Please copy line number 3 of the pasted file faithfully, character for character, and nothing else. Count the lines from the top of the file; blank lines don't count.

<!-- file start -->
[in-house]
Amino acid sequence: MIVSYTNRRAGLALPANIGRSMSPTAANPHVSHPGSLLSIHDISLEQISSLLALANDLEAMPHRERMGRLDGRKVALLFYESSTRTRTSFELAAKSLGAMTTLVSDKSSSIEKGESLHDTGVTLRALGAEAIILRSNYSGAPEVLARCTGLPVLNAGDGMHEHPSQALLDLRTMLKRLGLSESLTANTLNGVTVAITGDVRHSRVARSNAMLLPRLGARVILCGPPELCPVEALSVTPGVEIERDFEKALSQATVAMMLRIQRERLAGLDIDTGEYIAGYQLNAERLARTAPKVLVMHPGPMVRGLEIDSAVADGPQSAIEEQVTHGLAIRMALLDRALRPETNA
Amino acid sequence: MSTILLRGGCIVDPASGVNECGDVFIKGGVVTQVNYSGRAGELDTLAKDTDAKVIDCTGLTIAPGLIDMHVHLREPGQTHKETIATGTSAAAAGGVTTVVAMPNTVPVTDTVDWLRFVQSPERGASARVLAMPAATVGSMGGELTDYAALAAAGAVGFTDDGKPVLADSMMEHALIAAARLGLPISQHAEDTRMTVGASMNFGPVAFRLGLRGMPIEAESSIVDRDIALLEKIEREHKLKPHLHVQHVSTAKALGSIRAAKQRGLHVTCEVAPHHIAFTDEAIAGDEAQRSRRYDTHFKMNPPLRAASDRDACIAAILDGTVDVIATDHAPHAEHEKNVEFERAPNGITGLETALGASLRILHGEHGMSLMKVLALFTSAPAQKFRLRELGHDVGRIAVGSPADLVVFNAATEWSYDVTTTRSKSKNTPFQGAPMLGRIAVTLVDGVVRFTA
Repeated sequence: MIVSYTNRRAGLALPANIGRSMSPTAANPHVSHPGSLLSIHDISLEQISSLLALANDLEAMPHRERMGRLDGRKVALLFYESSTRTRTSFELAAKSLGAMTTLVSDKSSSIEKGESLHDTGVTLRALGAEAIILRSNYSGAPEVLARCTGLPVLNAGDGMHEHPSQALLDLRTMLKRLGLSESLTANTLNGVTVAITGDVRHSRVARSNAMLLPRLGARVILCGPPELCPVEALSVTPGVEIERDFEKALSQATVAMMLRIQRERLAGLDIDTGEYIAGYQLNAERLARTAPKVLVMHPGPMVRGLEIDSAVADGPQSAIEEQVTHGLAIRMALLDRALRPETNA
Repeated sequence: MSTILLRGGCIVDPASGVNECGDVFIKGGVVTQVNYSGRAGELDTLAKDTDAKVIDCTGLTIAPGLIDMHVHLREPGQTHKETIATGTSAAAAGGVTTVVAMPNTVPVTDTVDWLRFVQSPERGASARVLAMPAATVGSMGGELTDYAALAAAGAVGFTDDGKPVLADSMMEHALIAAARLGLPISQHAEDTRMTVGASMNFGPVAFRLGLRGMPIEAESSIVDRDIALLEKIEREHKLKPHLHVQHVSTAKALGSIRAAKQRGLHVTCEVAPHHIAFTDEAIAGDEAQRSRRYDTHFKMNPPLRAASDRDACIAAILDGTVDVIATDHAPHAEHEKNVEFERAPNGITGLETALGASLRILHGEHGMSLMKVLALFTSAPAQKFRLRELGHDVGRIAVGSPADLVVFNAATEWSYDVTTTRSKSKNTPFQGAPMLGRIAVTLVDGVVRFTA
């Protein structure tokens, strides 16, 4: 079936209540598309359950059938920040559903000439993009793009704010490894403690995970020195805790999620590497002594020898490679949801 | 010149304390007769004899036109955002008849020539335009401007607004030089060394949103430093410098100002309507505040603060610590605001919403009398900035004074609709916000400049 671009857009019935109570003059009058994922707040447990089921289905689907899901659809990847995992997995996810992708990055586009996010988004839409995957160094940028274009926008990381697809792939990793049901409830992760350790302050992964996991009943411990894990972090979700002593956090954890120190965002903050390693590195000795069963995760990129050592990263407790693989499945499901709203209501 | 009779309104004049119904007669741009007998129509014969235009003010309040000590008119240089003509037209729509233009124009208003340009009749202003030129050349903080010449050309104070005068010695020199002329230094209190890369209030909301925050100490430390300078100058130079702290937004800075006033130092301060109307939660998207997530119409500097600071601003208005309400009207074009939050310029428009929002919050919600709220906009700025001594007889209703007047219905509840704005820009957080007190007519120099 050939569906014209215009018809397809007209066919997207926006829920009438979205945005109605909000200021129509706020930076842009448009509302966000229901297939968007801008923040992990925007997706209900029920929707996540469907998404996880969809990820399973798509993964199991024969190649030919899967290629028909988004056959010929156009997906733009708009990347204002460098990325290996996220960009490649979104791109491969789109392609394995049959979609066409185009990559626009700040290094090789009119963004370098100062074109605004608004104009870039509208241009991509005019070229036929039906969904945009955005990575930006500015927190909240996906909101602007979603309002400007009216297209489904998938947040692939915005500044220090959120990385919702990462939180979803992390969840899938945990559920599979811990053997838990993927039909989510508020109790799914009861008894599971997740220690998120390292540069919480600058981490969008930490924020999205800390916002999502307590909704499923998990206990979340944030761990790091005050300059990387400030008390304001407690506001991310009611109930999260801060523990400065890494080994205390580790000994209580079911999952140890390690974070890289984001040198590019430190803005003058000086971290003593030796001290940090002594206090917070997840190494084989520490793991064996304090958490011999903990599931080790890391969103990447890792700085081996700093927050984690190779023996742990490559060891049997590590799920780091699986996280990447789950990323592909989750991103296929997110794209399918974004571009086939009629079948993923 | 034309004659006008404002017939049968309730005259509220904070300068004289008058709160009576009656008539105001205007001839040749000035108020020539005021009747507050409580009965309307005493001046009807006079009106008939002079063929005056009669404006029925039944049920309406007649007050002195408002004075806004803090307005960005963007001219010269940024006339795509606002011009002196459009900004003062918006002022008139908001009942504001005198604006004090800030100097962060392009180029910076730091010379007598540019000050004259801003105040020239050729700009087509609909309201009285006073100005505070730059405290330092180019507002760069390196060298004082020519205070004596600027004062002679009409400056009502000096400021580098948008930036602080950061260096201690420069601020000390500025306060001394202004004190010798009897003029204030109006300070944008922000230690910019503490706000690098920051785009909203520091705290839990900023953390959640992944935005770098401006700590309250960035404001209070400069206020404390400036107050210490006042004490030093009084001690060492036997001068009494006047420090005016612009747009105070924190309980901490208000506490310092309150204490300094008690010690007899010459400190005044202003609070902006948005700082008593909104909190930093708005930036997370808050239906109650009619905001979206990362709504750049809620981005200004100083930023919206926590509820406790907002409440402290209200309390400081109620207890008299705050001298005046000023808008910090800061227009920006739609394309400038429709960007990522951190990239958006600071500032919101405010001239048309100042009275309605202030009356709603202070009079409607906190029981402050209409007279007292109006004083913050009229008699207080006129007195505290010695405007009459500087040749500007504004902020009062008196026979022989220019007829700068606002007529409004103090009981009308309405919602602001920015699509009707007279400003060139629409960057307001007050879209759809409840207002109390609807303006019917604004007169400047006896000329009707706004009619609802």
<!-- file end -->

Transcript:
Amino acid sequence: MSTILLRGGCIVDPASGVNECGDVFIKGGVVTQVNYSGRAGELDTLAKDTDAKVIDCTGLTIAPGLIDMHVHLREPGQTHKETIATGTSAAAAGGVTTVVAMPNTVPVTDTVDWLRFVQSPERGASARVLAMPAATVGSMGGELTDYAALAAAGAVGFTDDGKPVLADSMMEHALIAAARLGLPISQHAEDTRMTVGASMNFGPVAFRLGLRGMPIEAESSIVDRDIALLEKIEREHKLKPHLHVQHVSTAKALGSIRAAKQRGLHVTCEVAPHHIAFTDEAIAGDEAQRSRRYDTHFKMNPPLRAASDRDACIAAILDGTVDVIATDHAPHAEHEKNVEFERAPNGITGLETALGASLRILHGEHGMSLMKVLALFTSAPAQKFRLRELGHDVGRIAVGSPADLVVFNAATEWSYDVTTTRSKSKNTPFQGAPMLGRIAVTLVDGVVRFTA